Extra mammary Mastalgia is breast pain that originates from a location outside the breast, such as the heart, lung, chest wall, or the oesophagus. For example, pain originating from the chest wall (costochondritis), epigastric pain in GERD, or pain of gallbladder and stomach disease can be referred to give a false impression of breast pain.




What are the causes of Mastalgia?

The etiology of Mastalgia is not clearly understood. The major etiological factors mentioned in the literature include:

1) Hormonal

Two main theories that have emerged regarding the etiology of Mastalgia are Increased Estrogen secretion and deficient progesterone production leading to hormonal imbalance.

2) Psychoneurosis

Multiple studies have demonstrated an association between Mastalgia, and various psychological symptoms, such as depression, anxiety, history of emotional abuse, and somatization.

3) Miscellaneous Factors

Caffeine and methyl xanthine present in tea, coffee, cola, and chocolate cause over-stimulation of breast cells

4) Smoking

Smoking has been attributed to increased breast pain by in-creasing epinephrine levels in the breast.

5) Aberration in lipid metabolism

The breast tissue of women with Mastalgia is believed by some to be high in saturated fatty acids and deficient in gamma-linoleic acid (GLA), which renders it abnormally sensitive to normal hormone levels, thus resulting in pain.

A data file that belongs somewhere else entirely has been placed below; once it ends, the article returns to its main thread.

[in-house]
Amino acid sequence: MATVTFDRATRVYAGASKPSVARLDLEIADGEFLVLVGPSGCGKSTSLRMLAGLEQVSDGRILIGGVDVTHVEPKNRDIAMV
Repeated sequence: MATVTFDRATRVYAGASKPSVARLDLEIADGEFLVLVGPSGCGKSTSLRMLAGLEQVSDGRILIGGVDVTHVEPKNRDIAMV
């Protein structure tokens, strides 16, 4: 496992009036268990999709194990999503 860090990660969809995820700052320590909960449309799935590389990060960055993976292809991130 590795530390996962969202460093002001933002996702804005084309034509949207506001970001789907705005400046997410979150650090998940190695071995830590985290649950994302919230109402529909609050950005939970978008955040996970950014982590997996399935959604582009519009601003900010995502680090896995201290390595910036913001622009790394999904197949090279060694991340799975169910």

What is management for breast pain?

 All patients with breast pain should have a thorough history and physical examination to determine if diagnostic imaging is indicated. History regarding the nature of pain, its location, severity, onset, and the use of a pain diary to chart out its cyclic or noncyclic pattern can provide valuable information leading towards an accurate diagnosis.

The physical examination further helps to identify and explore the chest wall along with breast examination to differentiate extra mammary pain from true Mastalgia. The breast should be examined for any lump, skin changes, nipple retraction, color change, ulceration, swelling, or edema, inflammation, scars, or abnormal nipple discharge.


What are the testing procedures done for Mastalgia?

Imaging modalities most commonly used are mammography and breast ultrasound. The primary aim of such testing is to rule out any serious pathology (breast cancer) underlying a suspicious finding.

Young females with cyclic Mastalgia, which is bilateral and non-focal, having no family history of breast cancer, and a normal previous breast screen do not require further investigation with imaging.

Breast Ultrasound is being used in patients aged less than 35 years because of dense breast tissue. However, if any suspicious finding is observed on USG, a mammogram is recommended for further evaluation.